Before I flash anything I'd like to know why and under what scenario, if any, it's necessary.

  • by McDutchie (151611) on Sunday February 10, 2013 @04:39PM (#42852425) Homepage
    After bricking three successive broadband routers using firmware upgrades recommended by their respective manufacturers, my position on firmware upgrades is simple: NEVER do them, unless you have nothing to lose (i.e. if your device is working so badly that you would need to replace it anyway).
  • by leehwtsohg (618675) on Sunday February 10, 2013 @05:10PM (#42852767)

    I'm too far down for this comment to really matter, but in general, it is possible to unbrick a failed BIOS flash. The reason is that already for some time all (or maybe almost all) manufacturers have two parts of the BIOS - one that gets updated, and a second part that never does, or maybe can't. The second part (actually it is the first), only has very rudimentary software. It can read floppy disks, but not much more than that. The idea is exactly that you can recover from a failed flash.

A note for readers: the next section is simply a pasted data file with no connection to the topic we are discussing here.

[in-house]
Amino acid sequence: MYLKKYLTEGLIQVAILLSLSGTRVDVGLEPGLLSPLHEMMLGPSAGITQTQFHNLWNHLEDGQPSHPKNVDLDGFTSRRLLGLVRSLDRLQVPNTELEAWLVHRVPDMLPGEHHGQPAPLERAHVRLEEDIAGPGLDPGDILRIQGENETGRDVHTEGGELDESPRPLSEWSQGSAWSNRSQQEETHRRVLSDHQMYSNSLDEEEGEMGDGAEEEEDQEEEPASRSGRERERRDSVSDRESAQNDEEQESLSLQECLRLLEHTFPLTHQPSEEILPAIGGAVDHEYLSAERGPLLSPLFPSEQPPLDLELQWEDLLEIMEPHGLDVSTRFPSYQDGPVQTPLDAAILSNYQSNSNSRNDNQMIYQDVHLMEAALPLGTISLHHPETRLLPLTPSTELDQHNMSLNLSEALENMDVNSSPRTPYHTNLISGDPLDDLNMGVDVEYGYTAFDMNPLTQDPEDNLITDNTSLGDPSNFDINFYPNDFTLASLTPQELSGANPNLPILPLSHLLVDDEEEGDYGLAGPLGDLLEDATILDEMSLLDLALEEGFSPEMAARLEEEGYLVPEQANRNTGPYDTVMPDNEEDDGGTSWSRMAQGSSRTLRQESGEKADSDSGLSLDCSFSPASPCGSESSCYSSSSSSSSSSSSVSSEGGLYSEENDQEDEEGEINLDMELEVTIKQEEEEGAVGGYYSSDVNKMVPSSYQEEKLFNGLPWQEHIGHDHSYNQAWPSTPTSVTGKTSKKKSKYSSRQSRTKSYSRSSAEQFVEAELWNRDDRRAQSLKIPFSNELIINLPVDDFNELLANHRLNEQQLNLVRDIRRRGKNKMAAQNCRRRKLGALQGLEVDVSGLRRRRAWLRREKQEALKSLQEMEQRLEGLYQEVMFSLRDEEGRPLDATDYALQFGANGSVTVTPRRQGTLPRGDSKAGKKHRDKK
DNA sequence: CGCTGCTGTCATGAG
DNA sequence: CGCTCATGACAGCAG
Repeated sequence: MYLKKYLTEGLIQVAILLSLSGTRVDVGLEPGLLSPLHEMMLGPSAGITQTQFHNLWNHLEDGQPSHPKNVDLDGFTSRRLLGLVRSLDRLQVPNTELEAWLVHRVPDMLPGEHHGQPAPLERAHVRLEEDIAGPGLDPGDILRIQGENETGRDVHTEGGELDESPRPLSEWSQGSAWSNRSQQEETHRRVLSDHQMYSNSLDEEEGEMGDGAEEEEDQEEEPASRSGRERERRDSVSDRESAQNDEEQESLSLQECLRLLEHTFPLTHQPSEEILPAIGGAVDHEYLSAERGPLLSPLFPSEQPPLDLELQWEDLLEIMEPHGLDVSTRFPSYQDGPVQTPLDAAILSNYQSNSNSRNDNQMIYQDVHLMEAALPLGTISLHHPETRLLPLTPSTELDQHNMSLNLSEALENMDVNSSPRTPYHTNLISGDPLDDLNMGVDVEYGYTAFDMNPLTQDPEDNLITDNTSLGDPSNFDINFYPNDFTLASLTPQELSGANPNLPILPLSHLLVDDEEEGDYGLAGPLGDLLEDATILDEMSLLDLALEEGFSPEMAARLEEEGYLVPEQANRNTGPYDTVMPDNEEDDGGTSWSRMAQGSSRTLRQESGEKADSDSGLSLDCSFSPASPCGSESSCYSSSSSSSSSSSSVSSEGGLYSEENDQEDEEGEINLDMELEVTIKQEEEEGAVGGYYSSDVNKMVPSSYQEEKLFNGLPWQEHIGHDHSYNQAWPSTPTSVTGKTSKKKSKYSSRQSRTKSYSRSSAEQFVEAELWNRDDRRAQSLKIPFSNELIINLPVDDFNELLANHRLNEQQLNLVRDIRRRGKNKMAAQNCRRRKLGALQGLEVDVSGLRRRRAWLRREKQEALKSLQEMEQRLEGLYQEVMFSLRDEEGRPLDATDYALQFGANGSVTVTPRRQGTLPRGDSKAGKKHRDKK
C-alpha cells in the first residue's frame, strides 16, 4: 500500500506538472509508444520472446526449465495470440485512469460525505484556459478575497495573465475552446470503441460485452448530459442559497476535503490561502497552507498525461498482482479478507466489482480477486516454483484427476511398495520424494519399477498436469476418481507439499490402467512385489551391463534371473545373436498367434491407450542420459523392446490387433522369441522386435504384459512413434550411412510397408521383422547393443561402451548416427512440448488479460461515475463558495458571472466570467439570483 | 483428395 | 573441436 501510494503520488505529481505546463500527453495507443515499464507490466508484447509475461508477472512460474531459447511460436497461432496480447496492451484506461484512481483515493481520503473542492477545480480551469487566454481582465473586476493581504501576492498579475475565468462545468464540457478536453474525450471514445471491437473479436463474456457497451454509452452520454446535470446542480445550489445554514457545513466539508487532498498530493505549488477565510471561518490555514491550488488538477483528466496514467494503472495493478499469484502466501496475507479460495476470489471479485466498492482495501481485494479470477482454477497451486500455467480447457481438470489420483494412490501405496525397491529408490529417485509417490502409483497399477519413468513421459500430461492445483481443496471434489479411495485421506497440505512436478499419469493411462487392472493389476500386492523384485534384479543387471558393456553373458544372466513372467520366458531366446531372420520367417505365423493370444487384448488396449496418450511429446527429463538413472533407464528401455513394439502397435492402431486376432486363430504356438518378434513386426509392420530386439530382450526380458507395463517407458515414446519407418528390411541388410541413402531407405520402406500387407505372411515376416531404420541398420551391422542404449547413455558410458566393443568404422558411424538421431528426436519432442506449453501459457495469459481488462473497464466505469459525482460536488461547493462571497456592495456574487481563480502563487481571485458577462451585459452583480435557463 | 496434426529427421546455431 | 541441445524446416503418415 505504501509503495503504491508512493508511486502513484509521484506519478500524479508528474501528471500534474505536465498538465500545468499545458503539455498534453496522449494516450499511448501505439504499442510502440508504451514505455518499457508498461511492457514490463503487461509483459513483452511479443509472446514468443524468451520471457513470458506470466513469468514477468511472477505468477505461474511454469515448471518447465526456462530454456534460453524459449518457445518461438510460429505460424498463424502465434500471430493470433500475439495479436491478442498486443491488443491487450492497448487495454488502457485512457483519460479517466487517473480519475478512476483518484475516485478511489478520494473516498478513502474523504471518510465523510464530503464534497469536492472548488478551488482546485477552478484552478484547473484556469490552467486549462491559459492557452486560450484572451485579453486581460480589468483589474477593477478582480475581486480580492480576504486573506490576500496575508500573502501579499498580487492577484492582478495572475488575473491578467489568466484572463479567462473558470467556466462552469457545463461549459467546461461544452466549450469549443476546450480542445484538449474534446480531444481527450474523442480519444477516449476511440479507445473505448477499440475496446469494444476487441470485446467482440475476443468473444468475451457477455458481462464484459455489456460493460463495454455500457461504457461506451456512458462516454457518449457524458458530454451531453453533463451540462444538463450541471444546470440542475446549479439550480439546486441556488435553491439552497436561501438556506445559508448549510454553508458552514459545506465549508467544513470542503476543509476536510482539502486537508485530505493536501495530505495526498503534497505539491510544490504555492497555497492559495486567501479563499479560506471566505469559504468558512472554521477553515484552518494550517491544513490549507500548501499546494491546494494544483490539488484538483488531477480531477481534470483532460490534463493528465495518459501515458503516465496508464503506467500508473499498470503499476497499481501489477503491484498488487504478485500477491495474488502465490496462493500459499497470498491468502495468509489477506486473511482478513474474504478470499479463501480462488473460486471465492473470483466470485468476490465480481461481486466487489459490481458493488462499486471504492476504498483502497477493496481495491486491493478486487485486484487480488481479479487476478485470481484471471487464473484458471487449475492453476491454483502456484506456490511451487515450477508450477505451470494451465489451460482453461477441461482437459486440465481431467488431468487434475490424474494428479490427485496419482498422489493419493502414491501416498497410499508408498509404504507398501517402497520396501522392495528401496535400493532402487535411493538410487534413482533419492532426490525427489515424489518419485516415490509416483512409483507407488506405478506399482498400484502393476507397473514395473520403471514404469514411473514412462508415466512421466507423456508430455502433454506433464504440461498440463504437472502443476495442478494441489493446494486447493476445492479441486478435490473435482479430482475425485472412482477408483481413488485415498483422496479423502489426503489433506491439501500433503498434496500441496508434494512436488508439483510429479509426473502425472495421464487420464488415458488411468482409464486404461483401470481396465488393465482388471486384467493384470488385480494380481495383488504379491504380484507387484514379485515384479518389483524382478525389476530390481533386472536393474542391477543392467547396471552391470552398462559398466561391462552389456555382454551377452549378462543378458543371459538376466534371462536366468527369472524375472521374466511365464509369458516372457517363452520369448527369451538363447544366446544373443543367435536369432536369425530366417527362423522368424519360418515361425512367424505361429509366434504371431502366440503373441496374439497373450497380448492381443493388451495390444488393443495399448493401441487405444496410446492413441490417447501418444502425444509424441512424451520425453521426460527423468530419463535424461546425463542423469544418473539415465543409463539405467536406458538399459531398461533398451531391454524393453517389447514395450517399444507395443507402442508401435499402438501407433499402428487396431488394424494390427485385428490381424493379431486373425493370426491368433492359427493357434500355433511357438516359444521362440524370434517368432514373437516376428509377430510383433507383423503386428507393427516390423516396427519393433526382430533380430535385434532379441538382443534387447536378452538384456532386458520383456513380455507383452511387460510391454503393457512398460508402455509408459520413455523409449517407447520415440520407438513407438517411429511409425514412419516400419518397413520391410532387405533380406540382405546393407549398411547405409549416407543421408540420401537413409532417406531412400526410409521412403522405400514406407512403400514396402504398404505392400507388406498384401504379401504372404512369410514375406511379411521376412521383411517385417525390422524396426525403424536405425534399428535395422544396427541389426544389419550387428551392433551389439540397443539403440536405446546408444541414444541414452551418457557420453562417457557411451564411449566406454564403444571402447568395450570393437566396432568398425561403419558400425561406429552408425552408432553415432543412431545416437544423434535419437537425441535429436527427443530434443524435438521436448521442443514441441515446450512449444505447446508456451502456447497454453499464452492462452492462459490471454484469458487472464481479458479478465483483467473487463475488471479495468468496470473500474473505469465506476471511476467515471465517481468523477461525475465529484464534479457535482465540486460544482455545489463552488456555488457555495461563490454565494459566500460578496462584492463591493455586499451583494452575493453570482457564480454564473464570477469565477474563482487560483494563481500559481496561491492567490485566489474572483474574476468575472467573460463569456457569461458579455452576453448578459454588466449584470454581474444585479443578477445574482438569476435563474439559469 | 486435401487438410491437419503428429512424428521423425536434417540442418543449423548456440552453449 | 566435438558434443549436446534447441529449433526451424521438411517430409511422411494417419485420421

That means that to recover, you need to get the right program into a floppy, with the right BIOS on it. You then boot into this special flash mode, which often means pressing some key combination. I've done it on an LE1700 that I bought of e-bay, and I'm pretty sure you can do it on almost any computer.
    In some more modern BIOSes you don't need a floppy, but can do it with a USB stick.
    I'm too lazy to do a thorough search for the exact procedure, but here are two good links that I found:
    http://www.mydellmini.com/forum/dell-mini-10v/18080-how-unbrick-mini-10v-using-floppy-drive.html [mydellmini.com] (this will work also on other computers, I think)
    http://www.wikihow.com/Reflash-BIOS [wikihow.com]
     

  • On top of that make an internet research about the upgrade.

    Honestly: if you are in a corporate environment there is no reason _inside_ to upgrade stuff, regardless what reason is given by the vendors, except in very rare cases. (E.g. girewalls etc. are protecting you, so how should a security flaw _inside_ be a _serious_ problem?)

    With inside I mean the computers/hardware inside of your corporate network.

    What I want to say: judge if an upgrade is so serious you need to install it immediately.

    Make a google/internet research what others say about it. If possible wait until you get enough google hits. Likely you only get hits if something went bad with the upgrade. So chose your timeframe.

    German companies, I mean big ones, but its true for smaller ones as well, e.g. never upgrade to a new Windows version until the one they are currently running is _failing_ (not no longer supported, but: _failing_).